I think it is important to note that Noah did not have blind faith. He was a righteous man, he was blameless and he walked with God. Noah knew God invariably. He had a faith that was certain (keyword) God would do what he said. When God revealed his plan he did not build the ark and hope that God was going to do what he said. He built the ark and knew that God would follow through. This reveals a lot about Noah’s faith.
Vs 1: Faith – The assurance of things hoped for, the conviction of things not seen. The word faith is not just a general have faith but is πίστις (Pisitis) which means a strong conviction of truth. In particular biblical faith it is a strong conviction of belief respecting man’s relationship to God and divine things. It is not wishful thinking. DA Carson writes, “In a world where people dismiss faith as ‘wishful thinking’, or simply identify it with the beliefs and practices of a particular religion (e.g. ‘the Muslim faith’), it is good to have a comprehensive picture of the faith that actually pleases God. Hebrews shows the link between faith, hope, obedience and endurance, illustrating that it is more than intellectual assent to certain beliefs. God-honouring faith takes God at his word and lives expectantly and obediently in the present, waiting for him to fulfill his promises.”  In short faith is the certainty that what God says will happen, will actually happen. In this chapter the author notes that people of the Old Testament were commended by their faith.
Vs 6: Without faith it is impossible to please God. The faith of the old patriarchs pleased God. The faith of Enoch caused him to walk with God and eventually had him taken up to heaven to be with God. The author of Hebrews states that belief in God is the foundation of faith. In order to have any kind of relationship with God one must first believe that he exists and that he will keep his promises.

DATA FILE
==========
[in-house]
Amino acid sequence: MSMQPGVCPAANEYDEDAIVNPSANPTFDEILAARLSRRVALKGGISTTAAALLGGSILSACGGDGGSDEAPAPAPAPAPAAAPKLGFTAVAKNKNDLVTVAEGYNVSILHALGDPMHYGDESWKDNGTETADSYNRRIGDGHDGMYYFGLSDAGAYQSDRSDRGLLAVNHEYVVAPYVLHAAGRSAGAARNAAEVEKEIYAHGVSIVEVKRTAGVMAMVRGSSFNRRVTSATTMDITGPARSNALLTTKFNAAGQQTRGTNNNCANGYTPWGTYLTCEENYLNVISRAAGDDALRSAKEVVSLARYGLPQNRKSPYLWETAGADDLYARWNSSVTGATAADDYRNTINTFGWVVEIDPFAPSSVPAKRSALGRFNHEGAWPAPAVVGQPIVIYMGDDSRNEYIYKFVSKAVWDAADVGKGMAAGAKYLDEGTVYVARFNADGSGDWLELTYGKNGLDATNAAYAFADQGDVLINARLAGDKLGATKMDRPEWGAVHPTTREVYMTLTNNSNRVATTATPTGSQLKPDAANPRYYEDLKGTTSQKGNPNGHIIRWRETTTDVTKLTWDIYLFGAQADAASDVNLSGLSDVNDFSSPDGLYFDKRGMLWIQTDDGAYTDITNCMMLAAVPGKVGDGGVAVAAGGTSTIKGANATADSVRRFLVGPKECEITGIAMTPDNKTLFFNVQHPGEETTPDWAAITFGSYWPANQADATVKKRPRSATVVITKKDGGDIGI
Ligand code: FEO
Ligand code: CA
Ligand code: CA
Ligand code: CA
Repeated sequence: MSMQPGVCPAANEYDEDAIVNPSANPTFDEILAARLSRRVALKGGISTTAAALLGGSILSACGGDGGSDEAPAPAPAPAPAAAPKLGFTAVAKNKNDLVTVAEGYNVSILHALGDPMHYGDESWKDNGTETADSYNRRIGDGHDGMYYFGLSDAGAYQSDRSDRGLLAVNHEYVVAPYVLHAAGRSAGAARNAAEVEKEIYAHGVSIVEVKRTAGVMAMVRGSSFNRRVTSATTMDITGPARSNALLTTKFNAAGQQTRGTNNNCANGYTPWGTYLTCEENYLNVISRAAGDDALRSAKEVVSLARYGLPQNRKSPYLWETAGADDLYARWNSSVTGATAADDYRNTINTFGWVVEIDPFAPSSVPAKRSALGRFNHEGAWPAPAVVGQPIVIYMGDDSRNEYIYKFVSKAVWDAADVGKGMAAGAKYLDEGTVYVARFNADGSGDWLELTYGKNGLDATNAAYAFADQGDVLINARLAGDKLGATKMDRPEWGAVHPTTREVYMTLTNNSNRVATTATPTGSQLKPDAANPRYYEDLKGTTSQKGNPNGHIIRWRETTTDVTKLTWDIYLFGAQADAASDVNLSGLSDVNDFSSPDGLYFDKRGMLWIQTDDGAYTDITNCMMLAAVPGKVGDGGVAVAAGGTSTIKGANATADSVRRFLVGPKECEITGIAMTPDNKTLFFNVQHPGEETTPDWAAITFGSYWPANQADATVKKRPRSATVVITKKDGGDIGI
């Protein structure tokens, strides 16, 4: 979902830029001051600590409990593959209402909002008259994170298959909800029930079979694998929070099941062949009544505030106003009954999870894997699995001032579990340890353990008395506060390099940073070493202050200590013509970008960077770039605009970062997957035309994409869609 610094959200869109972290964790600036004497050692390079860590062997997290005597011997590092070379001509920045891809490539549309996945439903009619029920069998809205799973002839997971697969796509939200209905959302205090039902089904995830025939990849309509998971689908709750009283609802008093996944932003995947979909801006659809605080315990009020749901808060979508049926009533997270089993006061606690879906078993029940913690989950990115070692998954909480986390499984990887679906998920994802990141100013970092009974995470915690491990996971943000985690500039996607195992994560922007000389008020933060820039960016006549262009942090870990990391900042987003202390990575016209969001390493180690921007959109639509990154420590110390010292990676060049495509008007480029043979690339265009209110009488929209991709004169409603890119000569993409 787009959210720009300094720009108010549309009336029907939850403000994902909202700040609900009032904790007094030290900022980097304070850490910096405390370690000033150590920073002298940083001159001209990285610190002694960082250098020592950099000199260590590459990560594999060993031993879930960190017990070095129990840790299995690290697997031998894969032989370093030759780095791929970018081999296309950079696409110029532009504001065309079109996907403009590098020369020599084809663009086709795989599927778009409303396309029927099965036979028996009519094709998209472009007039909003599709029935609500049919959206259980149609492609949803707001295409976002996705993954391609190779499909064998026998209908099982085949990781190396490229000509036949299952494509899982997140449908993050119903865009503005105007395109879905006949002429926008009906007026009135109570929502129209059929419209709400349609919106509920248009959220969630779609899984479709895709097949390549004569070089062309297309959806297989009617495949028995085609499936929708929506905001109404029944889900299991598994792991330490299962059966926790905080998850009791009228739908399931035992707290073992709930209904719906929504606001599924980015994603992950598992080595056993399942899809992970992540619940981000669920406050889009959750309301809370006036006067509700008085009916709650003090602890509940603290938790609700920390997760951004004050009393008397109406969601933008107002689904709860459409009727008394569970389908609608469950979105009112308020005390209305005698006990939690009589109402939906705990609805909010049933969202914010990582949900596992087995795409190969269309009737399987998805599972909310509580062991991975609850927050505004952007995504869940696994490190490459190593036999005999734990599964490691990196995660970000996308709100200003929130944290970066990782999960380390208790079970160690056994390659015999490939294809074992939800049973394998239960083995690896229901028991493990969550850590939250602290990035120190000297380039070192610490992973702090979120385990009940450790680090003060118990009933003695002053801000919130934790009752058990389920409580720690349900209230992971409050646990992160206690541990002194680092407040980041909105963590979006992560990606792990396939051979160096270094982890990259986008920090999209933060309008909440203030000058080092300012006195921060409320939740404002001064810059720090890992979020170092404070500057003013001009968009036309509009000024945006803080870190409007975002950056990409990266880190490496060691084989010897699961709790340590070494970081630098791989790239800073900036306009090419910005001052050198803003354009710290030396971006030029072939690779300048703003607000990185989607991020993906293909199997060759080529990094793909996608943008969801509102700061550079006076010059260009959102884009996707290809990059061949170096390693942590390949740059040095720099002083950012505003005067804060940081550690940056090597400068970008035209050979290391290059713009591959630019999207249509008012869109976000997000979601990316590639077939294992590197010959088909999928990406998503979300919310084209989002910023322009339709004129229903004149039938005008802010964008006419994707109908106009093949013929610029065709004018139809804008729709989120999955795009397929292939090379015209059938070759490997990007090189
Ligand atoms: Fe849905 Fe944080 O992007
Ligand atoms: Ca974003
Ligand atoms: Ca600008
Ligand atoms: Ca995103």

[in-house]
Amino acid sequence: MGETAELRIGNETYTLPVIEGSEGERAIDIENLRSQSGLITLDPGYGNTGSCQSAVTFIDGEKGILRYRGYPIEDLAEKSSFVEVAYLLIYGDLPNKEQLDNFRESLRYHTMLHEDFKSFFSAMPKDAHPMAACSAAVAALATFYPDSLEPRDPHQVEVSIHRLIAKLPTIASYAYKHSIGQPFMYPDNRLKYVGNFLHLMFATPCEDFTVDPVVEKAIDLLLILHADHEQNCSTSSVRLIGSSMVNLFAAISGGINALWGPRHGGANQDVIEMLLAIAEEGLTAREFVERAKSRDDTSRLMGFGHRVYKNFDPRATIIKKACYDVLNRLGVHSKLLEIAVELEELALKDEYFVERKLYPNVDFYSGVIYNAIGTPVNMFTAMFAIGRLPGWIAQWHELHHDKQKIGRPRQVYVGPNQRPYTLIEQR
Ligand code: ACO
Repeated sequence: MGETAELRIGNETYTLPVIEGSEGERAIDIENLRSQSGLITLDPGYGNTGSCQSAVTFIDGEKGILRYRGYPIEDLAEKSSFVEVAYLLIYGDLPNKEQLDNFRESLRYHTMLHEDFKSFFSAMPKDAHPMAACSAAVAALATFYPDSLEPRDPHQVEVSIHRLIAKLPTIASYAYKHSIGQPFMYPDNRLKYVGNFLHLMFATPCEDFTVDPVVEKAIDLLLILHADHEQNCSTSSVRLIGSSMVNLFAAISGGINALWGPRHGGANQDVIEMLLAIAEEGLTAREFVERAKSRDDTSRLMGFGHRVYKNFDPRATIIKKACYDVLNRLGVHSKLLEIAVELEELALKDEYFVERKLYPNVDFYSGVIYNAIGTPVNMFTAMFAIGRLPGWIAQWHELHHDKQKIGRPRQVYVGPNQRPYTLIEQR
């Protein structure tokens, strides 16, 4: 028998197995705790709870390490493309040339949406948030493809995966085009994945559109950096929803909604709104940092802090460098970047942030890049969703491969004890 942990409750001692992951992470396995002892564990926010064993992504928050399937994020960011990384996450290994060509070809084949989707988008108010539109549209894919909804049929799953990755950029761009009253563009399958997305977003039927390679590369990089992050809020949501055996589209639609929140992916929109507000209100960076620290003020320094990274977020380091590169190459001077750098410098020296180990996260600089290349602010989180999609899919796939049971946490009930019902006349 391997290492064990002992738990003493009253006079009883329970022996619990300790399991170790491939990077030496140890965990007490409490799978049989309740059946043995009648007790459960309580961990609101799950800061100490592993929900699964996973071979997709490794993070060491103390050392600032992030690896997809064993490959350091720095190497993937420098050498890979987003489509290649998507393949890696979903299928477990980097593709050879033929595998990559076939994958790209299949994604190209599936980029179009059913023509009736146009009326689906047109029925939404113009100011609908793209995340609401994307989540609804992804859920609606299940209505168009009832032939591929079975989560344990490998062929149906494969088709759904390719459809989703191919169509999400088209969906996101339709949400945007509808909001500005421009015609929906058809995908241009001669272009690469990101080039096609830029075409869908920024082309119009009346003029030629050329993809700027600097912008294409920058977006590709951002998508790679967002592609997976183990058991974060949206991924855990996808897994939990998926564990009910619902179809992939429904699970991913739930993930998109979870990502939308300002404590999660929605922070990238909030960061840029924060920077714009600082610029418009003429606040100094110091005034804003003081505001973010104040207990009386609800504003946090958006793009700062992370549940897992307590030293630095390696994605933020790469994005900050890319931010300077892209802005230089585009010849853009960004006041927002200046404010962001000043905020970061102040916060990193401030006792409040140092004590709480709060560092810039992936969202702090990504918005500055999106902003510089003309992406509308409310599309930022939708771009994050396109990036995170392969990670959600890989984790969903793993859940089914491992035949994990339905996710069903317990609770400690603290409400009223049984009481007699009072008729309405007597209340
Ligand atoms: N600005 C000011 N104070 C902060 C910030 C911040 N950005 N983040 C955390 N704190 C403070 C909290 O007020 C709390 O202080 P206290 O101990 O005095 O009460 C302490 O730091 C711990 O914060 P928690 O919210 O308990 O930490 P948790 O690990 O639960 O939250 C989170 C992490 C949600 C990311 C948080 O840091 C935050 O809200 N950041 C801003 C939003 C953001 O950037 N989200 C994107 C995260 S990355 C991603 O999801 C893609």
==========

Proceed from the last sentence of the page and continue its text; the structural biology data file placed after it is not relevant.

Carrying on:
Vs 7: By faith Noah built an ark and entered it so he and his family would be saved from the flood. God fore warns Noah about the coming destruction. Noah reacted in with a God-honoring fear and reverent submission. It is evident that Noah in faith believed and trusted that God was going to do what he had told Noah.
For the past few weeks we have looked at the biblical account of the flood. So what can we take with us concerning this account? What can we ultimately learn about God, Noah and ourselves?
Here are a few thoughts …
God is always trustworthy and He knows what He is doing. Often God invites us to be part of something big and we may not understand fully what he is up to (Henry Blackaby calls them God-sized assignments). However when He invites us to join him faith is always required. When God does speak to you/us He reveals what He is going to do. Our response to him ultimately determines or reveals a lot about our faith. Do you/we have confidence that what God promises will come to pass? If I/we have faith in God I/we will obey him and He will bring to pass what he has determined. Our obedience indicates our faith and trust in God. My/Our faith helps us to confidently walk in obedience because I/we know that what he has purposed he will bring to pass. When God initiates He will equip us to do the task we are set out to do. He doesn’t assign us something and not give us the resources to accomplish it. Ultimately if God calls us to or initiates his work then He will complete it or make it come to pass.
 New Bible commentary: 21st century edition. 1994 (D. A. Carson, R. T. France, J. A. Motyer & G. J. Wenham, Ed.) (4th ed.) (1345). Leicester, England; Downers Grove, IL: Inter-Varsity Press.
Jeff has been in ministry for well over two decades. He currently serves as Campus Pastor at West Bradenton Baptist Southside Campus in Bradenton, Florida.
Jeff Has authored an Advent Devotional (The Advent of Jesus) and a devotional on the book of James (James: Where Faith and Life Meet). Both are available on Amazon.
He is married to Carrie and they have four children, Micaiah, Gabe, Simon, and Berea.
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